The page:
10. [The original post was published with its original formatting in The Gamedev Guru's Blog] Heya, Unity Addressables fan. Last week, I posted a short but powerful article detailing three ways Unity Addressables can help you developing better games. The article was very well received, thanks for your active participation. Just at the end of that post, you were given the chance to test your knowledge in Unity Addressables through a short quiz. The goal I had in mind when creating the quiz was to help you become aware of the areas you might be less familiar with, so you can get to develop your skills where you need the most. I'll confess that, initially, I didn't expect many people to go through the quiz. After all, quizzes can be daunting and, as usual, there's this extra babbling coming from me. But to my surprise, the quiz results well outperformed my expectations. I'm really happy to see that so many people accepted the challenge. You all rock! I got some interesting statistics out of the quiz. Here are some figures I wanted to share with you: The greatest part of the people who started it, about 80%, actually were determined enough to finish it The average score was about 12, which is pretty damn good for an API that was only introduced recently Less than 5% of the quiz participants fell in the Troll Guru rank About 50% are part of the Apprentice Guru group Over 40% of the participants scored enough to be Enlightened Gurus But only 5% made it to be considered The Final Boss Guru So, congratulations if you were part of the quiz experience! And independently from the score you got, I am sure it will not take you much effort to reach the production-level required score of 20+. I'll be helping you along the path. In this post, I will explain the most interesting challenges posed in the quiz. Some answers might differ depending on your particular context, so make sure to comment at the end of the post if you had a complementary experience. If you didn't complete the quiz before, do it now before reading further. Do not cheat. I'll know. What were your results? Are you a Troll Guru, an Apprentice Guru, an Enlightened Guru or The Final Boss Guru? Share your results in the comments section. Trusting that you finished it, let's have a look at the questions and some of the answers. The format should be self-explanatory, but I admit I could have chosen less cheesy graphics for it— yes, that's me. Question 1: Intense Memory Pressure An angry player leaves a 1-star review because your game uses too much memory. You... Answer in public, telling the player to upgrade their device and then come back This is a popular answer somehow. As much as we might feel like answering this, chances are, we have been too busy (or lazy) to implement a proper architecture. Blaming players for playing with a brick-phone won't get us more sales, so a better strategy is to fix our mess. Switch to a more advanced texture compression method, e.g. ETC2 to ASTC This is helpful and you should indeed switch to more advanced compression methods, where possible. But this solution will only take you so far. You'll get moderate gains in memory usage and texture quality, but they'll not be enough to cover your memory pressure issues. Split your scenes into sub-scenes, so less content is loaded in memory In general, sub-scenes used to be a good solution. I've used them in the past with great success. However, if you are having bad reviews already, chances are it is too late to introduce such a massive change in the architecture of your game. Better to look somewhere else. Implement an asset lazy-loading mechanism through AssetReferences Over 75% of people agreed on this, that's great. AssetReferences are likely to give you the biggest gain for the buck. The migration to this workflow is usually straight-forward and much easier than the other alternatives. However, be aware that, in some cases, it might be hard to work around the asynchronous requirements of the Unity Addressables API. Question 2: Endless Loading Times You press the play button. By the time your in-game scene is loaded, your coffee is cold. You... Blame the artists and ask them to put every texture into atlases. Also, you buy a faster PC 10% of the subscribers chose this one. I love you guys. Reduce the texture size globally, so asset loading is much faster. You don't submit these meta file changes in your versioning system I've done this a few times recently. It works. However, the pay to price is high. Your versioning system might go nuts and your changelists will be full of garbage. This is indeed hard to manage, as if you ignore these temporal texture import settings modifications, the real changes will mostly go unnoticed and won't be submitted. Create custom scenes that contain just the functionality you are working on Creating sub-scenes for faster iterations might be a possibility for your game, but in my experience, they tend to be left unmaintained. With time, they break and one might spend more time fixing them than the gain you eventually had back then. Consider implementing sub-scenes only if you don't see these problems in your project. Remove direct references and add indirect references instead, so only the required assets are loaded Indirect references for the winner. Direct references will implicitly ask Unity to load all their content as soon as the script holding them is instantiated. Indirect references, however, gives you full control over the when/how/what. That means, you can delay loading until you need it, if at all, saving you from unnecessary loading times and wasted memory. Question 3: What Play Mode Script? You are currently implementing materials for your new characters. You want to try Addressables, so in the Play Mode script section of Addressables, you select... Fast Mode: we want it always fast, after all This is a valid option, but fast mode does no validation at all of important aspects of development, such as asset dependencies and cross-references. If there are no substantial changes in the content you're working on, fast mode will be fine. Otherwise, we can do better. Packed Play Mode: yes! we want our characters to be packed No! The Packed play mode requires you packing the assets every time you do a change in your addressable asset contents, otherwise you'll end up loading the old versions. You don't want to be packing every time, it's a huge time sink. But you might consider packed play mode once you're done working with addressables content to gain faster iterations, as these assets will require minimum processing while being loaded. 35% of the Guru Challengers chose this answer. Virtual Mode: it sounds safer than fast mode Virtual Mode is the option I suggest you using while actively working on your addressable content. The virtual mode is fast enough to keep iteration times short and at the same time, it'll give you useful validation checks to avoid screwing it up and finding out the mess way too late. Question 4: Oops... Error Diagnosing You try Addressables but you don't recall your assets looking pink in your Android device. How weird! You... Enable the ADDRESSABLES_LOG_ALL symbol, make a development build and check the logcat logs If you came to me with such a description, I wouldn't necessarily take you down this road directly. The main issue with adding scripting defines and checking the logs on the device is the time it takes to prepare such a build, deploy it, test it and gather useful information from the logs. There are indeed better ways to tackle this, but certainly keep this as a backup option if they fail to give you an accurate diagnosis of the problem. Set the play mode script to Packed Play Mode and run it in the editor to further diagnose the issue with the Addressable Profiler Emulating as much as you can the environment in which the content will be displayed is my preferred option, as it takes the least total amount of time. You do this by selecting the packed play mode in the main Addressables Window settings. The Unity Editor will load the addressable resources directly from the built content, so this is expected to give you a similar behavior than on the device, as long as the editor can load such a content. You can also try running it in virtual play mode, which does some validation on top of the traditional asset loading pipeline for addressables. Don't forget to count on the Addressable Profiler's help, a tool that will inform you about the addressable operations that are taking place at all times in your game. This answer was correctly chosen by 66% of the participants. Post in StackOverflow and Unity Answers 12% of you see value in posting questions on these platforms, as there are always people willing to help. But preparing a reproduction project, posting and refreshing your screen with F5 is likely to take you much longer than just diagnosing and fixing the problem yourself. Trust me, this should be your last resort. Question 5: Heavy Video Packing You want your mp4 trailer video to be included in your game. You... Toss it into the StreamingAssets folder The StreamingAssets directory works just fine, especially when coupled with famous video plugins you find in the store. The assets stored in that directory are not packed together like Resources do but rather left as individual files when your game is installed. Its simplicity and easy I/O is the reason it is the default method of playing video. The biggest con is that the assets stored in StreamingAssets are forcefully packed in your distributed game from the beginning, so they are likely to take a lot of space in your build. Why would your users have to wait 5 minutes longer just to download the credits video that will be played at the end of a 30+ hours game? Mark it as Addressable, add a "videos" label to it Sure, making it addressable sounds cool. But adding a "videos" label to it? Usually, labels are used to download all assets belonging to that label category at once. Unless you have a very specific use case, doing this is not likely to help your project. Mark it as Addressable, adding it to a "videos" group with the following attributes: static content, no compression Videos are not likely to change, so making them static makes sense. Also, there's no need to compress them, as the used video codec should already offer you compression. Adding LZ4 or LZMA compression on top of this already-compressed content will only incur in CPU overhead. Your users' battery will drain faster as well. I'm sure your players wouldn't appreciate it. Mark it as Addressable, adding it to a "videos" group with the following attributes: dynamic content, LZMA compression Dynamic, compressed content is by far the most commonly chosen answer. But it is a misleading one. For the reasons stated above, you should avoid using compression on already compressed content. And videos are often enough very static, so by marking that group dynamic you wouldn't be helping your asset building workflows. Most people (46%) thought this was to best option. Question 6: Memory on Instance Releasing You loaded your asset once through LoadAssetAsync. Now you're done with it, so you... Call Addressables.Release, so the memory is immediately released There's no guarantee that the memory will be freed right away, as the current documentation correctly points out. But do not worry about it too much, it will be correctly freed by Unity. 23% popular. Call Destroy, we better make sure we free that memory up Addressables is, as of now, unaware of traditional Unity instantiation and destroy mechanisms. If you do so by yourself, you are doing it at your own risk and bookkeeping. If you mess it up, the API and OS are unlikely to be happy about it. And you will know. Call Addressables.Release, so the memory is released at some point in the future The documentation implies that the memory occupied by addressable assets will be freed at some point in the future after calling the Unity addressables release method. You can count on Unity smartly deciding when it is time to do just so (e.g. low memory situations, Resources.UnloadAllUnusedAssets, etc.). You guys got this one right! Question 7: Loading with LoadAssetAsync You're excited about doing your first Addressables.LoadAssetAsync. So you call it and use its returned handle like... while (handle.Status == AsyncOperationStatus.Succeeded) ; I confess to you that I've tried this method to try to force a synchronous behavior out of the Addressables API (e.g. Photon Networking under Unity Addressables). But you can guess what happened after seeing the answer's smiley. My computer's fan started spinning insanely fast and I had to reboot the computer as the OS became utterly unresponsive. I'm not trying this again any time soon, thanks. Doing this loop is likely to cause a deadlock, as part of the loading process is executed in Unity's main thread. And that line of code is the easiest way to block your main thread. await handle.Task; or yield return handle; These two solutions are asynchronous ways of waiting for the loading process to finish before continuing with our code. That's great stuff for you and me, as they offer great readability and are easy to maintain. However, be aware they incur on some performance penalty. handle.Completed += OnLoadCompleted; This is the simplest and yet most powerful option to do something after the asset has been loaded into memory. Keep in mind, though, that you're introducing lambdas and/or callbacks. They will reduce the readability of your code and therefore make your programming style more dangerous. Unless you are a pro, of course. Question 8: Migrating to Better Workflows You have a bunch of skyboxes living as direct references in your Skybox manager as a list of materials. Those are eating all your memory, so you... Move them into the Resources folder and start using Resources.Load as you need them No! Bad boy! Don't ever use the Resources directory for heavy assets. They are a major cause of pain, tears and burnouts in large scale projects. It is indeed surprisingly easy to misuse the Resources API. Read more info on why it is so here Put all skyboxes in an asset bundle that you will load appropriately Asset bundles were a much-needed solution back then. But we have better solutions now with Unity Addressables. The issue is that working with asset bundles is way more tedious and expensive to implement and maintain than just using Unity Addressables. Unless you're doing a port and you don't want to touch much of the original systems, try to avoid them. Replace the list of skybox materials with a list of AssetReference's and load them as you need Using Unity Addressables is probably the best option to tackle this kind of memory issues. One of the reasons it is such a silver bullet is because you can easily migrate from the most popular approaches of managing content such as direct references, resources API, additive scenes and asset bundles. Unity Addressables are a simpler way to develop more efficient games. Decrease the skybox texture sizes Tweaking the texture import settings works up to a point. This has an upper ceiling limit, as you cannot infinitely go lower in memory usage (and quality) without re-categorizing your 3d game into pixel-art. This just doesn't scale well. Chances are very high that you didn't reach the rank of The Final Boss Guru. But that's good, because that means there's massive room for improving and optimizing the way you develop and ship games. And what is more important, your players will appreciate the expertise you build in each of these areas. The only place you want to read 1-star reviews is at the app store of your competitor's game. Given the importance of delivering enjoyable experiences to your players, I will share something with you. Between you and me: I have a work-in-progress plan for maximizing the potential of your game with Addressables. In the upcoming weeks, I will be revealing to you more information about the Unity Addressables level-up program I'm developing. That program is going to get you to the production level you need to deliver the games people will deeply enjoy (purchasing and) playing. To make sure you don't miss on the upcoming content, subscribe now to the newsletter. I'll keep you posted. Till then, comment below on what you would like to learn the most and also how you plan to use Unity Addressables in your project. See you soon on the blog! Rubén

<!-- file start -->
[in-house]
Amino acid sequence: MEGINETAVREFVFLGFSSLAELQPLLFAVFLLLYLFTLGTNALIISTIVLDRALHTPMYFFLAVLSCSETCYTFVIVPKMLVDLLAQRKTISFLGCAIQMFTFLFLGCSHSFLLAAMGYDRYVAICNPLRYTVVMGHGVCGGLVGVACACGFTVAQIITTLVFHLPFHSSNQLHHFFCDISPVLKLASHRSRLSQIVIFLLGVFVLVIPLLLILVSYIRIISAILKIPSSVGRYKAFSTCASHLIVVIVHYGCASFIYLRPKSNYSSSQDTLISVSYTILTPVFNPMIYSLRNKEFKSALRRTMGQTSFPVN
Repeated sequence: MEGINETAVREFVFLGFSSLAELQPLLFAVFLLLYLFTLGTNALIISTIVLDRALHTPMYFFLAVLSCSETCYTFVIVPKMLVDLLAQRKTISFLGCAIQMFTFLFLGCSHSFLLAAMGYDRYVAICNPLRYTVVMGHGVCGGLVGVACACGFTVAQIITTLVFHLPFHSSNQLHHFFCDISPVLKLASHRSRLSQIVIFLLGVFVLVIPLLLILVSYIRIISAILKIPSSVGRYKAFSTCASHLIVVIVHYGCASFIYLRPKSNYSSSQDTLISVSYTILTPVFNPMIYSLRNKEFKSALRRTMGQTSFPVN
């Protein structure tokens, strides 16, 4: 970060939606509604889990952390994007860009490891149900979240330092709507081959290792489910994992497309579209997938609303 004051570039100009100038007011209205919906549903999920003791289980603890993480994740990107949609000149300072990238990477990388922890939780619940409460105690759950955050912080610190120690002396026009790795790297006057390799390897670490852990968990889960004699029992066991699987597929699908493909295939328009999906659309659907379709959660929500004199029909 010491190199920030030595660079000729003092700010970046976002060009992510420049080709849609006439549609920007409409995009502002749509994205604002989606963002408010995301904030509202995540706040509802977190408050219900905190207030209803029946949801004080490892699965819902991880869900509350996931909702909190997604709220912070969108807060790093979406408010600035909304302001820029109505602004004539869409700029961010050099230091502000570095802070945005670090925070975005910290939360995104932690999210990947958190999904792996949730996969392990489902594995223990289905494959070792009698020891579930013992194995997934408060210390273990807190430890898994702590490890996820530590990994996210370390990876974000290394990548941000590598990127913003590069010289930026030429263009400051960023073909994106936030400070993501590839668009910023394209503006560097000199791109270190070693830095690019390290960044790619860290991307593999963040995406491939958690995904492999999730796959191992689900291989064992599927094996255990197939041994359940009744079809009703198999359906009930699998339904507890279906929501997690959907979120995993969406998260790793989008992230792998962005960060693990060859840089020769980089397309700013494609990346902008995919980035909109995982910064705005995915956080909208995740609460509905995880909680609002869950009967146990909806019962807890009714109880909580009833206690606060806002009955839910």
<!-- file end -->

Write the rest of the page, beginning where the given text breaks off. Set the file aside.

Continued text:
11. Hello! I need a C# Developer for my game called: "Pokémon: Onyx" I have 1 more developer. I don't care what engine you use you just have to agree with the others. I'm making the storylines and the new sprites (For the normal we'll just reuse some of the old) and of course ideas is welcome. I live in Denmark and the dev i already hired lives in UK. SO if you live in the timezone "GMT" That would be great. If you're interested send me a mail: datmemecontact@gmail.com or join this discord: https://discord.gg/je3PqbC. I check discord everyday so ig you have discord then contact me on there.
  12. Rubikon

    #ScreenshotSaturday: Keep Walking

    This week we worked on rough versions of walk & run animations for our main character. We are pretty happy with the general movement, so far. What do you think? https://rubikon.dev/ https://www.reddit.com/r/Rubikon_Game/ https://twitter.com/GameRubikon https://www.instagram.com/rubikongame/